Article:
The American Colonists found themselves under a tyrannical government who did the following:
1. Imposed Heavy Taxes
England fought many wars that cost them a fortune, including the famous French and Indian War that took place on American soil. At the end of these wars in 1763, they had accumulated a very large debt. To solve their debt problems, England decided it was going to tax the 13 colonies to pay for their large debt.
Taxes and Acts placed on the 13 colonies included:
- Navigation Acts - Taxing all goods going to and from the 13 colonies.
- Stamp Act - A stamp that was to be placed on all business papers, newspapers and important documents.
- The Declaratory Act -- Allowing England to levy taxes how they wanted.
- The Townshend Act -- Taxing such things as glass, paper, paint, and tea -- this caused the people of the colonies to not want to buy these things, and caused a rebellious group to be formed called, Sons of Liberty, who made life miserable for the tax collectors.
2. Invaded their privacy
England had troops that were issued warrants that enabled them to search any house they wanted. This impeded upon the citizen's right of privacy.
3. Quartering their soldiers in the home of the Americans
England sent 10,000 soldiers to America and told the Americans that they were sent there to protect them. But the American people knew they were not send to protect them but to make them obey the English laws. England told the Americans that they would have to house the soldiers. This angered the Americans even more. This later resulted into what is known as the Boston Massacre.
4. Imposed restrictions called The Intolerable Acts.
The English government decided to put an end to the actions of the troublesome colonists. They did the following: Closed Boston ports, shutdown town meetings, and sent additional soldiers for added control.
5. Disregarded pleas of the American colonists
The people of Massachusetts continued to have their meetings. They spoke out against what England had done. They invited all the colonies to join in an American congress. The delegates to the Continental Congress put their grievances on paper and ask the King to undo all the unfair laws since 1763. They said the Americans would refuse to buy or sell to England until these laws were repealed. They sent it to the King but the King of England refused to accept it.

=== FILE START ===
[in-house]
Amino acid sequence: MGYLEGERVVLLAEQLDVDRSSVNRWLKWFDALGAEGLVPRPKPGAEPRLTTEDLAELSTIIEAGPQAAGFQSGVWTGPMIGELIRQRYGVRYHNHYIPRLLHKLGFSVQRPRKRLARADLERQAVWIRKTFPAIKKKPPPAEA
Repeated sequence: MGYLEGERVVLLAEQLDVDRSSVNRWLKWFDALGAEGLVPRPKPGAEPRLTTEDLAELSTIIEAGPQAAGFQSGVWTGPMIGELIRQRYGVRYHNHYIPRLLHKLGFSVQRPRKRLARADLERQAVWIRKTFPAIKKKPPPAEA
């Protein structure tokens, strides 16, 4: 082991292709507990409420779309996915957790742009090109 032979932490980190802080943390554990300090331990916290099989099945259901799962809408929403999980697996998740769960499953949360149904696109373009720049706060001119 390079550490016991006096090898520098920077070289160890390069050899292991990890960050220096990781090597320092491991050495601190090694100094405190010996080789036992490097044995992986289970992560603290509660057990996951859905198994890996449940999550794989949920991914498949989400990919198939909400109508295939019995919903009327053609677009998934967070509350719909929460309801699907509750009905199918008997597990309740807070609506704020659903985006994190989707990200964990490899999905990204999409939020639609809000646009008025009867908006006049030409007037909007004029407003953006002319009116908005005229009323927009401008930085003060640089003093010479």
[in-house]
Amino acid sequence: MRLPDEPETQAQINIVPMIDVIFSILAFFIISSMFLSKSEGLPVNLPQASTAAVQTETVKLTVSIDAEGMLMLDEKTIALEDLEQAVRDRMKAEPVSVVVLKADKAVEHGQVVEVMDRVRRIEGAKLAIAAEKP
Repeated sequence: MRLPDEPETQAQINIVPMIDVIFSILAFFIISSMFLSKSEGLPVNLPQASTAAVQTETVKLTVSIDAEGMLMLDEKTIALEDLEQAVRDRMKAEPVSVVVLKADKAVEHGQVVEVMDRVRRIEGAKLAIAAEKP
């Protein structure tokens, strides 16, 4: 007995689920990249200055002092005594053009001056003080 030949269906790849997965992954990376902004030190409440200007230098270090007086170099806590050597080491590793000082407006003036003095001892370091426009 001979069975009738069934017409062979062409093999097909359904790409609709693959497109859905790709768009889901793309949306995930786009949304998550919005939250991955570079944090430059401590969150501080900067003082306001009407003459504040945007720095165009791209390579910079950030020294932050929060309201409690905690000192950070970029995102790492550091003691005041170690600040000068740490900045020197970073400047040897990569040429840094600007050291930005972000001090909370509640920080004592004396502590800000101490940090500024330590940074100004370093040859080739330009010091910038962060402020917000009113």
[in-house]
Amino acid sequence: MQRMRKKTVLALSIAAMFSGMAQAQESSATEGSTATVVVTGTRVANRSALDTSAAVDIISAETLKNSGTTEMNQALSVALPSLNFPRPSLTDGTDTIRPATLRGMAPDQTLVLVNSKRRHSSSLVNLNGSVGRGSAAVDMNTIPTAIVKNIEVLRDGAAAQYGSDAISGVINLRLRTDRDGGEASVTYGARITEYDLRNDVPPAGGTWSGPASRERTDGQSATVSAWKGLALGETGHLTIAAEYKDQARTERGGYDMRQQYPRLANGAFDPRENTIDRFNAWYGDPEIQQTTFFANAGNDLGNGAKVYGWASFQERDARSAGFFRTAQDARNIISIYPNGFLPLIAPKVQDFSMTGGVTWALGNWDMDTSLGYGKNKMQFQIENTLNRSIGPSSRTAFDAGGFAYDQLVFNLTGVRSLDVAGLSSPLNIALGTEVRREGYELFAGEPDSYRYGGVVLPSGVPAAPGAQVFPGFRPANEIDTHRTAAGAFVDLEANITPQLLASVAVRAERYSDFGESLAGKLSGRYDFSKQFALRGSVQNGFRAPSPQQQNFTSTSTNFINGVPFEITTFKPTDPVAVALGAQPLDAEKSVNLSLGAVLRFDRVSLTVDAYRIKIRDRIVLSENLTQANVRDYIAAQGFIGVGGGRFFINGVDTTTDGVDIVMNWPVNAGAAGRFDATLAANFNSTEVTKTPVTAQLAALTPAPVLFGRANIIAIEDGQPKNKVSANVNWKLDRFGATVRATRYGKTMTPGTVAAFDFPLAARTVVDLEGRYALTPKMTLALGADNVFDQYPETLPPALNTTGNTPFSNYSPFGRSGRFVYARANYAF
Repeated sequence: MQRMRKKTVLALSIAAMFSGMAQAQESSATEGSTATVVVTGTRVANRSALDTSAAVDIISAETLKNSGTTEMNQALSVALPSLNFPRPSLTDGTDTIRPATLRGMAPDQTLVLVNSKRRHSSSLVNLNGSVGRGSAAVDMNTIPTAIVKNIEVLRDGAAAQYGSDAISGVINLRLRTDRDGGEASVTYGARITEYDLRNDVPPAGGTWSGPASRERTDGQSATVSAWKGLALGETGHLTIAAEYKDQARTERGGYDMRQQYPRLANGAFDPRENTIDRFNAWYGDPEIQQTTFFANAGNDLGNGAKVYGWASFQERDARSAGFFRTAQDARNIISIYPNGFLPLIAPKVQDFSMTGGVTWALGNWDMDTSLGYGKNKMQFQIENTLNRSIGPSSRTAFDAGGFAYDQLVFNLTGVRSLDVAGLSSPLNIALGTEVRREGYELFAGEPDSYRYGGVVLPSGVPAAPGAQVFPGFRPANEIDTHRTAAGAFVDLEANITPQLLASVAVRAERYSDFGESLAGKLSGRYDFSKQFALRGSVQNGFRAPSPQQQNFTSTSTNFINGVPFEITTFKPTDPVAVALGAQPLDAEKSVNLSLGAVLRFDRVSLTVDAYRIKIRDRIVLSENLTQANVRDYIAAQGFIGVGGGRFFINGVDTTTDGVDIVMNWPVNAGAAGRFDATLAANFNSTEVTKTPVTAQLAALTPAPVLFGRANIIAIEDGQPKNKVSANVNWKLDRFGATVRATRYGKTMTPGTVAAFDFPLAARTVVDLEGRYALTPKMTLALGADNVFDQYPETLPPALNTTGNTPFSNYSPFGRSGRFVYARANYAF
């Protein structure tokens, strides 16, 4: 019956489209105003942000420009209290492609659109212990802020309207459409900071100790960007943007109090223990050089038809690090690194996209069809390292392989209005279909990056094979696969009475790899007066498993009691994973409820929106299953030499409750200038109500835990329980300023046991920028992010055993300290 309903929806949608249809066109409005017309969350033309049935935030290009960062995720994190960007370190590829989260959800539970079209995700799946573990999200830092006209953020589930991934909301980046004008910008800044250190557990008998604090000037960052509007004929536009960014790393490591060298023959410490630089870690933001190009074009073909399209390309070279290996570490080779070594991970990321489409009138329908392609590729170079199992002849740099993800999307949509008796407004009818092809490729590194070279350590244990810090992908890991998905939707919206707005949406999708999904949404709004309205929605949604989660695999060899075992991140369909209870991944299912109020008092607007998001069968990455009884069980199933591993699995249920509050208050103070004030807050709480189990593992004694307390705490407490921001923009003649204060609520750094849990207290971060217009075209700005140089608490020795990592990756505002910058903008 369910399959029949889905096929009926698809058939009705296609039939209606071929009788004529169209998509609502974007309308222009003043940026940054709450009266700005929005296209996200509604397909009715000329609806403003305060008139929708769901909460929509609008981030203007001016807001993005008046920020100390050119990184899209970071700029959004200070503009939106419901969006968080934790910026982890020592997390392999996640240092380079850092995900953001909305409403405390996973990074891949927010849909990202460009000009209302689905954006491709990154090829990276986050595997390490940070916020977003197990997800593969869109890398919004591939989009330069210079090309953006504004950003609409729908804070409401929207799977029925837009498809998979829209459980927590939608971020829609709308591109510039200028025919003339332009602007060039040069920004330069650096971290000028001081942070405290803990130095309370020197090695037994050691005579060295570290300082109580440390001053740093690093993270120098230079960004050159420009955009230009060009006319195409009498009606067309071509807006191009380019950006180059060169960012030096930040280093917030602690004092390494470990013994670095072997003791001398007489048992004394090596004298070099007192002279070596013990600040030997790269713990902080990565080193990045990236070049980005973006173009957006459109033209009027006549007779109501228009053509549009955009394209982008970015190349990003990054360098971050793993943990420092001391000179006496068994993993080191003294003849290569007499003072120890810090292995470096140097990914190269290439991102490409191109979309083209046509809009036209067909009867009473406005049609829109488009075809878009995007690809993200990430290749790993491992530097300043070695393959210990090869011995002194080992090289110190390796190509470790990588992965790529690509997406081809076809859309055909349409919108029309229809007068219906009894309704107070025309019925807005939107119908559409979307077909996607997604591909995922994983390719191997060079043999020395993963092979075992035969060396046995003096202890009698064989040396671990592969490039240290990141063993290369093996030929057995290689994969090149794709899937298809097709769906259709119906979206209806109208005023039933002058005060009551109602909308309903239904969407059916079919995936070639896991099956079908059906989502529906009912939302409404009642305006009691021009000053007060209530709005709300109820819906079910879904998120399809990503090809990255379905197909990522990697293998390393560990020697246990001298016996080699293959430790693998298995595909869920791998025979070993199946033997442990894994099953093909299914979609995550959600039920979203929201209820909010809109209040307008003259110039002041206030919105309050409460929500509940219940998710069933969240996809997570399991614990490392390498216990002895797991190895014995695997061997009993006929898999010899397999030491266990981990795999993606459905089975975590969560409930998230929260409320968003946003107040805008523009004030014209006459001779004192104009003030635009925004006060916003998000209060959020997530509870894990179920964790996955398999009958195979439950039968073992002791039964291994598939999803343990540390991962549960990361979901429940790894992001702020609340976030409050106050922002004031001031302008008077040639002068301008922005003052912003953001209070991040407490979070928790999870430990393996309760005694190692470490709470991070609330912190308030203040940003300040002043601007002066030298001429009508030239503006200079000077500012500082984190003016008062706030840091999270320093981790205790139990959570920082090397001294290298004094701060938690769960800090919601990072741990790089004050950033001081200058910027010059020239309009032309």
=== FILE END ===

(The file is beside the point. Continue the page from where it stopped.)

For their own protection the people began to store guns and gun powder.
Patrick Henry’s speech on March 23, 1775 stirred the hearts of many Americans.
“Has Great Britain any enemy, in this quarter of the world, to call for these navies and armies? No, sir, she has none. They are meant for us; they can be meant for no other. They are sent over to bind and rivet upon us those chains which the British ministry have been so long forging.
There is no longer any room for hope. If we wish to be free…we must fight! I repeat it, sir, we must fight! ...Three millions of people, armed in the holy cause of Liberty, and in such a country as that which we possess, (cannot be beaten) by any force which our enemy can send against us…There is no retreat but in…slavery! Our chains are forged. Their clanking may be heard on the plains of Boston! The war (must happen)-and let it come! I repeat it, sir, let it come! The gentlemen may cry, Peace, peace! But there is no peace. The war has actually begun!
…Is life so dear or peace so sweet as to be purchased at the price of chains and slavery? Forbid it, Almighty God! I know not what course other may take, but as for me, give me liberty or give me death!”
To learn more about Early Americans and the U.S. Constitution go to: http://www.learntheconstitution.com
Linda N. Hackett